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How do you set exposure for video?


Vesku
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1. Always full manual M using 180 degree rule and ND filters

2. Shutter priority with 180 degree rule

3. Aperture priority to use bokeh or lens sweet spot

4. Auto exposure to adjust exposure easy and fast (like photos) and then AE-lock

5. Depends on scene and subject...

6. Other

I use aperture priority outdoors and shutter priority with auto iso indoors (or low light) with my Panasonic cameras.

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I tend to use the manual mode for most stuff. Usually things are set to 4K 24p with 180 shutter closest 1/50th. I then first determine the depth of field I want to use and set the aperture accordingly. Whatever the exposure shows... I need to set my ISO accordingly. When ISO reaches ISO1250 and is still underexposing, I need to re-think my strategy. Maybe I can add light to the scene. Maybe I can trade-off depth of field for a better sensitivity. In turn, if it is overexposing, throw a ND filter in front. If I would have none on me, again trade-off one thing for the other, I'd more be willing to sacrifice the shutterspeed than I would depth of field by pinching the aperture. But I prefer to decide whatever goes for myself. That's one reason why I don't mind full manual lenses like the SLR Magic HyperPrime CINE 25mm T0.95. Having that physical aperture control ring and manual focus. It doesn't bother me at all. Though, given, it's not for the extreme run'n'gunner. It's like fastfood... very convenient... but I'd enjoy live cooking slowfood more. But different folks, different strokes. There's no absolute right or wrong... though I guess you could say that there is 'conventional' versus 'unconventional'. Just gotta find something that works for you.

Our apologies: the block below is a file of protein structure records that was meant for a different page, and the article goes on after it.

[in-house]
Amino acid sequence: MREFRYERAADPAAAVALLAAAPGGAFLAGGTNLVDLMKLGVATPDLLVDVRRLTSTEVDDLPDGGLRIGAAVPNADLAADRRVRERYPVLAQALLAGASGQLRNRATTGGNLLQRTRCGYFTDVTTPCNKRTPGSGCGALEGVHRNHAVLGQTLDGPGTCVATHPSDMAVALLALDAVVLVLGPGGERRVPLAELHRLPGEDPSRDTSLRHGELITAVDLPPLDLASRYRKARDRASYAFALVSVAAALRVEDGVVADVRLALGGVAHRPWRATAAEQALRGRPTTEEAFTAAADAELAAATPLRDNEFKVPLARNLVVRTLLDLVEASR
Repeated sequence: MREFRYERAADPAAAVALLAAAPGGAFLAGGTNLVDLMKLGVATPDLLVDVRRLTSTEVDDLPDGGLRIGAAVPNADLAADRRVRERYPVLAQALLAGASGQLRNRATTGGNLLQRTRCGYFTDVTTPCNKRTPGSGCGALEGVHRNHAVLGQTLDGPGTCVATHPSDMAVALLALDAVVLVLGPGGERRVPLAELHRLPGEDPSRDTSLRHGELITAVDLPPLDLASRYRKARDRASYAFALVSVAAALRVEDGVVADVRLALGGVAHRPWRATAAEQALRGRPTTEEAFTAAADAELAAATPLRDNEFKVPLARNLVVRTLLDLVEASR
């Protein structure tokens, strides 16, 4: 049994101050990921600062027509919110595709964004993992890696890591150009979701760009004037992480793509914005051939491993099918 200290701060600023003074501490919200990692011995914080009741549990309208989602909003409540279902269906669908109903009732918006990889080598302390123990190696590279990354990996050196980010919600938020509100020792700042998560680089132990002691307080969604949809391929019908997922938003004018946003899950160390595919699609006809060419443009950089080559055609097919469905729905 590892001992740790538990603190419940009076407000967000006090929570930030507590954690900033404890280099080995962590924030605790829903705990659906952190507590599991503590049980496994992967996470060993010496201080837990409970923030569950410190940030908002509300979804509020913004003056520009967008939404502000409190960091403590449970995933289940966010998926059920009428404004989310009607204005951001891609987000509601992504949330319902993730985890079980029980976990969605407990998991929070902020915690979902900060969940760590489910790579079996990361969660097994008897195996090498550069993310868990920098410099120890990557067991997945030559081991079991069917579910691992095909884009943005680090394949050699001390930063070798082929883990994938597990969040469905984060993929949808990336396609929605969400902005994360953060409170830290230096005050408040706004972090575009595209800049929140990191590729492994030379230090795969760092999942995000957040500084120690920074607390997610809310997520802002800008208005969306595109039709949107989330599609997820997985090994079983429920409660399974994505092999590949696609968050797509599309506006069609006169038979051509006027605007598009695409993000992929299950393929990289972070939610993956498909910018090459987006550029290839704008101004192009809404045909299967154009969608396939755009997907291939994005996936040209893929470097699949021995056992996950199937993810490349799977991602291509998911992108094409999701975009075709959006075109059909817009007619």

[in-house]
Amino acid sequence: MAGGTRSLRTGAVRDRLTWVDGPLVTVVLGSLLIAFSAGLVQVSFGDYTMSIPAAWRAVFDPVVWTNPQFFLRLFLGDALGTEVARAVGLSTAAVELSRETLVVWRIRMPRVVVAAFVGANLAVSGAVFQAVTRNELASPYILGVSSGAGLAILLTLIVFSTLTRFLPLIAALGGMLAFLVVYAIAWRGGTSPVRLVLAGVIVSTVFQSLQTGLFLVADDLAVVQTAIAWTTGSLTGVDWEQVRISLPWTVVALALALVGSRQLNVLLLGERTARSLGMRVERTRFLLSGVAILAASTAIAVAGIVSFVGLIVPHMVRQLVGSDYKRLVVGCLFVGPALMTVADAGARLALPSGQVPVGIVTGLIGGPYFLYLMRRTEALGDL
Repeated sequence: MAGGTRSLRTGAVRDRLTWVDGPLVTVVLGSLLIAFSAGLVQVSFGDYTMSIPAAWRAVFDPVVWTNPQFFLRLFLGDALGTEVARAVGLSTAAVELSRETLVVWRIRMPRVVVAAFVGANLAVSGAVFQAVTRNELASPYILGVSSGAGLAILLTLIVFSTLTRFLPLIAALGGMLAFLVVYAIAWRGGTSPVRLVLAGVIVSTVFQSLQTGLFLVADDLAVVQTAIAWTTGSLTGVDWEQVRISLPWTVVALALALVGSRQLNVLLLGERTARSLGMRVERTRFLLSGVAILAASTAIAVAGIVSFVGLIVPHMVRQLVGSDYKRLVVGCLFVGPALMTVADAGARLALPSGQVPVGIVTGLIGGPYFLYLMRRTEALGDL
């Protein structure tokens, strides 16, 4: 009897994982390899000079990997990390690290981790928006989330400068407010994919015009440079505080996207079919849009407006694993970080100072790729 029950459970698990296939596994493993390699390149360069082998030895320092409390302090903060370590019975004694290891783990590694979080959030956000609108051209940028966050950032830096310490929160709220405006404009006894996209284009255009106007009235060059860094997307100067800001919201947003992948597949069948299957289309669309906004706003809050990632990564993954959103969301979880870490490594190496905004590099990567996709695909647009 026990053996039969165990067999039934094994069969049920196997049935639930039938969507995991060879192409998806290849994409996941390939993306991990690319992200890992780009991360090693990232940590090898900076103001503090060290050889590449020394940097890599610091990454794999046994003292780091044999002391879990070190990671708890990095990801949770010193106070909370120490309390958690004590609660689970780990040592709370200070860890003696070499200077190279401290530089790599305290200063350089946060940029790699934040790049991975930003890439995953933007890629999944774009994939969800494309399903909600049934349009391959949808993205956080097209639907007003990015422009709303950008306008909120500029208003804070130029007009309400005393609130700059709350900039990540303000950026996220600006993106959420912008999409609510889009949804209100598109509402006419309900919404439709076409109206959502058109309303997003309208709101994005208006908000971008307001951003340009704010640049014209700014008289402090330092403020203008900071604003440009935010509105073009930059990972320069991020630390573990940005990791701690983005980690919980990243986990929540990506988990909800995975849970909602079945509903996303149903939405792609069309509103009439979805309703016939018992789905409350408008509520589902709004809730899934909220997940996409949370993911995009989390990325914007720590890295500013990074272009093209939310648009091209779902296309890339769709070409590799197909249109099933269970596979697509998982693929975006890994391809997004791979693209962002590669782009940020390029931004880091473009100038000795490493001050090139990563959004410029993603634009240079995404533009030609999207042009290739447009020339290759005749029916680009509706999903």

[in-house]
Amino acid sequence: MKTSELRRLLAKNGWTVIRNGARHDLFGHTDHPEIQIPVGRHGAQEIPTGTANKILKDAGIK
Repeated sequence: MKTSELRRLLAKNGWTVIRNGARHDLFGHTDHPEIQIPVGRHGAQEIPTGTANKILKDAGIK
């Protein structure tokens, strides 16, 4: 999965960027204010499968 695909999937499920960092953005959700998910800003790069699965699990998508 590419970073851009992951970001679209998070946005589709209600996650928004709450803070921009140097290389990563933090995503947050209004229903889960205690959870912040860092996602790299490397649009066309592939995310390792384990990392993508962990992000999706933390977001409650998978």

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I might be in the minority, but, I dont follow any rule, nor use any ND filter. Fully manual, I set my shutter speed as if im taking a picture, for example, outside on strong daylight ? 1/5000 with f1.8 ISO 100. Very rarely people will notice the lack of motion blur, because on normal circumstances, there is little to no motion blur.

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8 hours ago, Vesku said:

5. Depends on scene and subject...

This.

 

I use variable ND and 180 degree shutter rule on the cameras I own most of the time.  If I need more staccato for a particular scene then I use a faster shutter speed.  ND, aperture, and shutter are all used for particular creative purposes.  Getting a certain amount of light to the sensor is only one thing that is important in a scene.  Freezing or blurring motion is another decision and so is depth of field.  The best is to set shutter speed and aperture independently to maximum effect of each.  Then go in with ND to deal with how much light hits the sensor.

3 hours ago, Justin Bacle said:

1. full M @ 180° and NDs
(but if I don't have enough light, I might shoot at 270° for the half stop of light ! (I don't have low light friendly cameras))

This... too.